Lower-tier ISPs (also called “regional” or “Tier-2” ISPs) pay transit fees to connect to Tier-1 ISPs.[3] Transit fees payers can then reach the entire Internet. Now, “peering” enters the picture. Peering is when two or more networks interconnect directly with each other for traffic exchange. Bill Norton calls it a “business relationship by which two companies reciprocally provide access to each other’s customers.”

Traditionally, at the early stages of the Internet, all peering agreements involved no settlement costs (“settlement-free peering”) and were conducted between Tier-1 ISPs. Since then, peering entities have evolved to also encompass Tier-2 ISPs, CDNs, and even edge providers. Peering deals can also involve payment (“paid peering”), often if there is traffic imbalance between the negotiating parties. The price is usually determined by the level of mutual benefit. How that price is determined, and the choice between paid or settlement-free peering, has been the point of contention between network providers. If an ISP faces extra traffic that its own network cannot handle, the first choice to solve its congestion is usually to find suitable networks to peer with for free, since paying for IP transit, paid peering, or upgrading infrastructure etc are more expensive alternatives. ISPs, like Comcast and Level 3, publish their own peering policies. They have different preferences regarding how much to rely on settlement-free versus paid peering. Peering practices demonstrate clearly how the Internet backbone is what economists call a “two-sided market,” or more aptly, an “n-sided market,” – where both negotiating parties provide each other with mutual network benefits. Known examples of peering agreements, some settlement-free and some paid, include those between Tier-1 providers (e.g. Level 3 and Cogent, Level 3 and XO Communications), between Tier-1 and Tier-2 providers (e.g. Comcast and Level 3, Verizon and Cogent, Level 3 and Verizon), between Tier-2 providers and edge providers (e.g. Comcast and Google), and many others.[4]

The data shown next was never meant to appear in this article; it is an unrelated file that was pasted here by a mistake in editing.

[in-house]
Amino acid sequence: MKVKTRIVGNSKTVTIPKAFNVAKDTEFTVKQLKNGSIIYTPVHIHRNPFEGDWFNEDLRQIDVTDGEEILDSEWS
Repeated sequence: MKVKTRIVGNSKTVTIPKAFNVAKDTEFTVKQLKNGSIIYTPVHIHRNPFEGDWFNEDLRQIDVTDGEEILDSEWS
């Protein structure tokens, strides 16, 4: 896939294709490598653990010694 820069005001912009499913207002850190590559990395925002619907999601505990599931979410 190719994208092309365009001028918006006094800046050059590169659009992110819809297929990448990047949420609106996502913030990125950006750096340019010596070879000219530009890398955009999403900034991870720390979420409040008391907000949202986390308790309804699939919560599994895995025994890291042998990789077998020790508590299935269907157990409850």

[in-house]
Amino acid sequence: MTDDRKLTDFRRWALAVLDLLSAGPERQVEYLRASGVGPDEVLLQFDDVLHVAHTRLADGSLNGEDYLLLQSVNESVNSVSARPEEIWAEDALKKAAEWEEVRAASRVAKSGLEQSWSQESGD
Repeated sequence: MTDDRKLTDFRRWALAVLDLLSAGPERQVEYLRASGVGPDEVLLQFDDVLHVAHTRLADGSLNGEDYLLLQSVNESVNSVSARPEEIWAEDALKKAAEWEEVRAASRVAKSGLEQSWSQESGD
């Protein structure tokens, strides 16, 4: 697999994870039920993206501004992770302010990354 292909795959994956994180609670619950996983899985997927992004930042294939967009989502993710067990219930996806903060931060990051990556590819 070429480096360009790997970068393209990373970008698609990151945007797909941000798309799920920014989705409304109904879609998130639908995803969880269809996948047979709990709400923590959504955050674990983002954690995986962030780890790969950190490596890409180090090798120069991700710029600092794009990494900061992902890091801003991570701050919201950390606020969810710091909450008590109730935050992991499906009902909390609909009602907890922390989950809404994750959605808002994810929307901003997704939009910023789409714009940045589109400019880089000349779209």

Finally, end-users pay Tier-2 ISPs for broadband access, connecting the “last-mile”, the connection between the end-user and the ISP. It is at this very last stage where the mass-market ISP may act as a “gatekeeper” to end-users. Even “multi-homed” end-users – those who have access to more than one ISP – cannot switch easily without incurring high transaction costs. In short, since the last-mile traffic within your local access network has to go through your ISP to reach you, cable or telephone companies often act as “terminating access monopolies” – where the single provider has leeway to profit-maximize in ways often unfriendly to consumers. The last-mile is the part of the process where the FCC has tried to prohibit paid prioritization, which the Commission views as commercially unreasonable.

Implications on Protecting and Promoting an Open Internet

In contrast to the last-mile, the Internet backbone (i.e. between the Tier-1 provider and the interconnection point of the last-mile ISP) presents a more competitive market. For example, edge providers can purchase CDNs from companies like Akamai, Cloudflare, and Limelight.[5] Companies who can afford it can even build their own CDNs (e.g. Google, Microsoft, and Yahoo). They can also directly purchase better connectivity (“bigger pipes”) from Tier-1 network providers like Level 3. A startup edge provider trying to improve its content delivery quality and speed is not currently starved for options. These non-last-mile inter-network arrangements – transit, paid peering, settlement-free peering, CDNs, etc – are not equal to, and should not be confused with, last-mile paid prioritization. Clumping “paid prioritization” and “interconnection/paid peering” together in the discourse detracts from the merits of the arguments. This “straw-man” tactic cheapens the debate, regardless of if you believe the Internet should be regulated with a light or heavy touch.